Resource Management Offices

OMB has six Resource Management Offices (RMOs), organized by agency and by program area. These offices include,

  1. Education, Income Maintenance, & Labor Programs;
  2. Climate, Energy, Environment, & Science Programs;
  3. Housing, Treasury, & Commerce Programs;
  4. National Security Programs;
  5. Health Program; and
  6. Transportation, Homeland Security, Justice, & Services Programs. 

These offices, together with OMB’s Budget Review Division and the Office of Economic Policy, help to carry out OMB’s central activity of assisting the President in overseeing the preparation of the Federal Budget, supporting the Administration’s legislative agenda on the Hill, and supervising its execution by Executive Branch agencies.  In helping to formulate the President’s budget plans, the RMOs assess the effectiveness of agency programs, policies, and procedures; weigh competing funding demands within and among agencies; and work with agencies and other White House policy offices to set funding priorities.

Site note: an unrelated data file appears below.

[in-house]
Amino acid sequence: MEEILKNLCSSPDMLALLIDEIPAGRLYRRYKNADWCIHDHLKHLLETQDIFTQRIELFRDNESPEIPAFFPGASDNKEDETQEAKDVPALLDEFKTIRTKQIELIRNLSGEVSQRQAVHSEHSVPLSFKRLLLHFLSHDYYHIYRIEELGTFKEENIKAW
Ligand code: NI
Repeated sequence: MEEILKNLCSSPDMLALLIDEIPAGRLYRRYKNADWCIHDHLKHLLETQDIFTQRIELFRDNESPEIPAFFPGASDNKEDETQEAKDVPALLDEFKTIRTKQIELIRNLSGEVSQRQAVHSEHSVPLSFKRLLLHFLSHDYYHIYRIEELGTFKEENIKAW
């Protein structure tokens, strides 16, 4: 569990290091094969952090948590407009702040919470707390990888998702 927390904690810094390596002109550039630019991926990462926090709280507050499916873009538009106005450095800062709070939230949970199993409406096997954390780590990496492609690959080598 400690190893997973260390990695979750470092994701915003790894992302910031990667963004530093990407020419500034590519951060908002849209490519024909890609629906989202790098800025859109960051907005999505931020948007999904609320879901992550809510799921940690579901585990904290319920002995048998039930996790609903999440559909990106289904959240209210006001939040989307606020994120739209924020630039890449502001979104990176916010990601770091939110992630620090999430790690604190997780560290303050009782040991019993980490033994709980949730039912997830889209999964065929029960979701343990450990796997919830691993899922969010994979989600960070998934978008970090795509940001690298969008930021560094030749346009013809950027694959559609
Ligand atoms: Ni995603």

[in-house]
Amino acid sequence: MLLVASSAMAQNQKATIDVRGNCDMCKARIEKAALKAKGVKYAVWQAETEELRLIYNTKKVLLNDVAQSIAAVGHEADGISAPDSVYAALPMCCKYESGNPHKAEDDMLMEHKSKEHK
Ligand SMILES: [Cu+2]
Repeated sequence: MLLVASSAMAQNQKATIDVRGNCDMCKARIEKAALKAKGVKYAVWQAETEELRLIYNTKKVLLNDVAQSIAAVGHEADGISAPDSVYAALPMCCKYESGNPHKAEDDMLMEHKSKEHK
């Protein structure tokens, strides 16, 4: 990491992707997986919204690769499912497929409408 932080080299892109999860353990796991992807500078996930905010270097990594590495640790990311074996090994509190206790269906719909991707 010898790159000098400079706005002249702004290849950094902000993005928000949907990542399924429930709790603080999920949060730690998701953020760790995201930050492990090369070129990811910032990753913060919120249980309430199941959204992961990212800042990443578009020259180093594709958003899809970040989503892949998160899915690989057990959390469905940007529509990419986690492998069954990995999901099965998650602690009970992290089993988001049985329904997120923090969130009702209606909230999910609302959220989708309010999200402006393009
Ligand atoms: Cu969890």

Once the Budget is enacted, RMOs are responsible for the execution of Federal budgetary policies and provide ongoing policy and management guidance to Federal agencies.   As part of these and other responsibilities, the RMOs provide analysis and evaluation of policy options, oversee their implementation, and develop and support government-wide management initiatives. 

The Budget Review Division

The Budget Review Division (BRD) plays a central role in developing and implementing the President’s Budget. BRD provides leadership and analytic support across the agency by analyzing the overall budget picture and the impact of policy options on that picture, and providing technical expertise on budget concepts and execution. BRD aggregates data provided by the RMOs, provides strategic and technical support for budget decision-making and negotiations, maintains IT systems to support budget formulation and execution, and monitors congressional action on appropriations and other spending legislation.

Economic Policy Division